Bevo, the longhorn steer mascot of the University of Texas, made his debut on Thanksgiving Day, 1916. During halftime of the annual rivalry game against Texas A&M, a group of Texas supporters led by Stephen Pinckney presented the the steer to the Texas student body. Pickney, who had graduated several years before and had long sought to give his alma mater a live longhorn mascot, found the steer while assisting in some West Texas cattle raids. Pickney gathered up contributions from 124 fellow alumni and shipped the steer by rail to campus just before Thanksgiving. It arrived on gameday.
Texas beat the Aggies, 22-7. But the new mascot didn’t seem too happy about it. Possibly because he was shipped to Austin without any food or water, Bevo was in a foul mood and even charged a photographer trying take his portrait. Things got worse a few months later, when Aggie fans snuck into Austin and branded Bevo with a “13-0” -- the score of a recent A&M win over Texas. Bevo was soon afterward shipped to a ranch outside of Austin. He remained there until 1920, when the University tired of paying 50 cents a day to keep him fed. So the original Bevo ended up being served, as dinner, at that year's football banquet.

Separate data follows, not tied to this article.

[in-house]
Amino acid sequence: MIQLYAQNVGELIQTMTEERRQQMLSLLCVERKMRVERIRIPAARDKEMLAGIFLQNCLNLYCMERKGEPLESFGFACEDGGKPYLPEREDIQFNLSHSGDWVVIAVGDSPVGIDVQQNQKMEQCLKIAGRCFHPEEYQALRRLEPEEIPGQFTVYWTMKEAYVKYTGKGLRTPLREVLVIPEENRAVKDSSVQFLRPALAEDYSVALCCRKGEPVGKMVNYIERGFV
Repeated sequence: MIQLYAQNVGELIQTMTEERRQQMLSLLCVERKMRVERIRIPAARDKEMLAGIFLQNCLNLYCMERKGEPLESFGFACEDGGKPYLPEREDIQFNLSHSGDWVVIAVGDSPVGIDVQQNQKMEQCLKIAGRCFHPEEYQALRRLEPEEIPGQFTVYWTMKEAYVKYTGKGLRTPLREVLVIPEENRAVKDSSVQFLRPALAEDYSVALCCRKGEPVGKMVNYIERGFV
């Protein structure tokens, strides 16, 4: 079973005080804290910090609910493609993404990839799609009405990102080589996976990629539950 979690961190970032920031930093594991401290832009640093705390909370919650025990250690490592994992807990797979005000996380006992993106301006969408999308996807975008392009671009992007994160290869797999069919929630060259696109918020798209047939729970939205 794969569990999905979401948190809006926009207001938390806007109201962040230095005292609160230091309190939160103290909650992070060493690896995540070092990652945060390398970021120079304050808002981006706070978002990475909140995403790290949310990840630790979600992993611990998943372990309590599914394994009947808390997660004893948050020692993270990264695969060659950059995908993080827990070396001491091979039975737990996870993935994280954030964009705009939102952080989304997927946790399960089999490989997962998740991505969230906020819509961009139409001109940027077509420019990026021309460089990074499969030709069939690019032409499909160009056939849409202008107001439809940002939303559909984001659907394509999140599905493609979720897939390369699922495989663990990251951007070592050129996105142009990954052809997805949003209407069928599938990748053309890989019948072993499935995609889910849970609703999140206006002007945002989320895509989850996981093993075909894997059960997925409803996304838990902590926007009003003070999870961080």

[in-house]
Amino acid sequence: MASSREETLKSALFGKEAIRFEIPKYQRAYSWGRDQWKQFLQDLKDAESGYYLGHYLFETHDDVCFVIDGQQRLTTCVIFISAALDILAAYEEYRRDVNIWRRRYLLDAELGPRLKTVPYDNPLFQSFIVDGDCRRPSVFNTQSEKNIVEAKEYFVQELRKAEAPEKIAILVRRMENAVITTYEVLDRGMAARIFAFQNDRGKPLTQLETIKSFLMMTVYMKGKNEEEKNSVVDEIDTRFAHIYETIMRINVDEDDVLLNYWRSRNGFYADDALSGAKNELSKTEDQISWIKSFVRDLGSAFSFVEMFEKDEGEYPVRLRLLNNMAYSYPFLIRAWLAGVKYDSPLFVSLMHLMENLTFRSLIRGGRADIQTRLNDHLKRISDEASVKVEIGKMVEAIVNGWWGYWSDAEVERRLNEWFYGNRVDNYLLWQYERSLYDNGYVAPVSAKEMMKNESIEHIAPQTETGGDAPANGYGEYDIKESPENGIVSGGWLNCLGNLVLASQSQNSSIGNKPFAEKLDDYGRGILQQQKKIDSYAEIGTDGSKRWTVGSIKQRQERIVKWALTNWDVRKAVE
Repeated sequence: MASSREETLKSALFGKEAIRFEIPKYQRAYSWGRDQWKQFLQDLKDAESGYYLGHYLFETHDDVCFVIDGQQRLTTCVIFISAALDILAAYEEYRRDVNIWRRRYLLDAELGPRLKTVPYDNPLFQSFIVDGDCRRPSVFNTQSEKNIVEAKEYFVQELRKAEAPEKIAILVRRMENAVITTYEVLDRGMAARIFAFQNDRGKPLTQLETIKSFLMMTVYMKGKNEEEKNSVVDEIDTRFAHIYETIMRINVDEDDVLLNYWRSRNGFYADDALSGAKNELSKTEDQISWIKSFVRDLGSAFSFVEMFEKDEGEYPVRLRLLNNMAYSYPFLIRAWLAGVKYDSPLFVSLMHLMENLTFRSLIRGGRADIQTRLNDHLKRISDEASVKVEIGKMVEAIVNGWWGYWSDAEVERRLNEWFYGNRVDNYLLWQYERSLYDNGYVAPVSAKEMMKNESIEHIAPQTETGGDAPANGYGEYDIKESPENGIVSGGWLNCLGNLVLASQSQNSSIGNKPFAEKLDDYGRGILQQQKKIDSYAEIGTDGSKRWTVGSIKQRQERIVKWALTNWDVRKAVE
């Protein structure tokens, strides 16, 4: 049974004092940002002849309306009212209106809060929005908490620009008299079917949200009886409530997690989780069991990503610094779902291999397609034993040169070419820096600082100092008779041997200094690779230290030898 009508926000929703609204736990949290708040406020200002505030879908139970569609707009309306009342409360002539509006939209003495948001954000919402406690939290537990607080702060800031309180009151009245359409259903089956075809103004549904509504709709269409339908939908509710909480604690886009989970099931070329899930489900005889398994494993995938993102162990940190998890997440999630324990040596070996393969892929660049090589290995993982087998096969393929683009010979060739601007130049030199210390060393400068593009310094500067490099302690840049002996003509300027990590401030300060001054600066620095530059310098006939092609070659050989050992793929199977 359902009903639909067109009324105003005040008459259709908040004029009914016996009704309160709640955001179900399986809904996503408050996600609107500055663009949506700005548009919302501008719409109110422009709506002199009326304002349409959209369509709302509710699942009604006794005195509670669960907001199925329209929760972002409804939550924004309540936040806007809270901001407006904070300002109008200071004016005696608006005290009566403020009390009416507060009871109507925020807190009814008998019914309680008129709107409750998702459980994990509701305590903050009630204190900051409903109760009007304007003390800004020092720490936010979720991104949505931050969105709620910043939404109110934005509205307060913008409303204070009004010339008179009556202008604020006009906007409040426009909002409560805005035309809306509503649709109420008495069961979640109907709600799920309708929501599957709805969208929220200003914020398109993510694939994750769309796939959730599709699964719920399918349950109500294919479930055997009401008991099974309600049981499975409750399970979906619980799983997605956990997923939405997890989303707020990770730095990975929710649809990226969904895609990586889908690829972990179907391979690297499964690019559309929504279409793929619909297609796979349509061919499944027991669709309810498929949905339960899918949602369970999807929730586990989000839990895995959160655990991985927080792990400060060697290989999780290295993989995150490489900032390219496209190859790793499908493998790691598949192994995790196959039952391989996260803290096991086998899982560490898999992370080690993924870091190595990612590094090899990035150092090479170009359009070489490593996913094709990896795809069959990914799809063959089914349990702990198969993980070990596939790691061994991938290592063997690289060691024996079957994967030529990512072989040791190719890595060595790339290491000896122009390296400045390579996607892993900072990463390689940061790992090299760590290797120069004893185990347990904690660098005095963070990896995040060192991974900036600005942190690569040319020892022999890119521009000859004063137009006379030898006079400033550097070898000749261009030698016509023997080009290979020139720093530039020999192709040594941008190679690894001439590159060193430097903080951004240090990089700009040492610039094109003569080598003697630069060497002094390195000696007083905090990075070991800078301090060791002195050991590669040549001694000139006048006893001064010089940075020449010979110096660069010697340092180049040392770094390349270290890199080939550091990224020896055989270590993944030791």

The Bevo Myth:
Texas legend states that the name "Bevo" originated from the Aggies’ “13-0” brand. According to this popular story, when Texas undergrads discovered the brand, they tried their best to alter it, turning the “13-0” into the name “Bevo.” It’s a great story, but one that is also completely untrue. In fact, when Bevo was served up to Longhorns in 1920, his hide was given as a gift to the Aggies -- and the hide still read, “13-0,” not “Bevo.”
The Bevo Reality:
The first record of the name "Bevo" is found in a 1916 edition of the Texas alumni magazine Alcalde, in which editor Ben Dyer, recounting the presentation of the steer, wrote: "His name is Bevo. Long may he reign!" Why Dyer chose that name, however, remains unclear. Some have suggested Dyer named the steer after a popular beverage of the time, brewed by Anheuser-Busch, called “Bevo.” Others discount that theory, noting the drink was fairly rare in Texas in 1916. A more recent theory states the name “Bevo” resulted from the popular trend of the time to create nicknames with an “o” at the end. But really, nobody knows.